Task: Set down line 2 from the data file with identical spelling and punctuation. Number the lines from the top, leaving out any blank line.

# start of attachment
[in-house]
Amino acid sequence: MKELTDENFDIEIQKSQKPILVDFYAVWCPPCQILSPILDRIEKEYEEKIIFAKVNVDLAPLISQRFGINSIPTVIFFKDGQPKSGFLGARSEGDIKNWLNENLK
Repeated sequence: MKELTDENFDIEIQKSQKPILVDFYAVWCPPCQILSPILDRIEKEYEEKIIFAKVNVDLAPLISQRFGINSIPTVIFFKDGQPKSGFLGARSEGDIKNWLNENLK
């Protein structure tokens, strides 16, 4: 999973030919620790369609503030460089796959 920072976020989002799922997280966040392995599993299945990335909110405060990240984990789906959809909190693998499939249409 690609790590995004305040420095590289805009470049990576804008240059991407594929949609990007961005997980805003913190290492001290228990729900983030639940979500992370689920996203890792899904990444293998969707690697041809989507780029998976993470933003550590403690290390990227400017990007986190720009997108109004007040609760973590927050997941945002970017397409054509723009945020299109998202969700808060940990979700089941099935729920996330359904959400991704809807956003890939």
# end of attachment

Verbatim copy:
Amino acid sequence: MKELTDENFDIEIQKSQKPILVDFYAVWCPPCQILSPILDRIEKEYEEKIIFAKVNVDLAPLISQRFGINSIPTVIFFKDGQPKSGFLGARSEGDIKNWLNENLK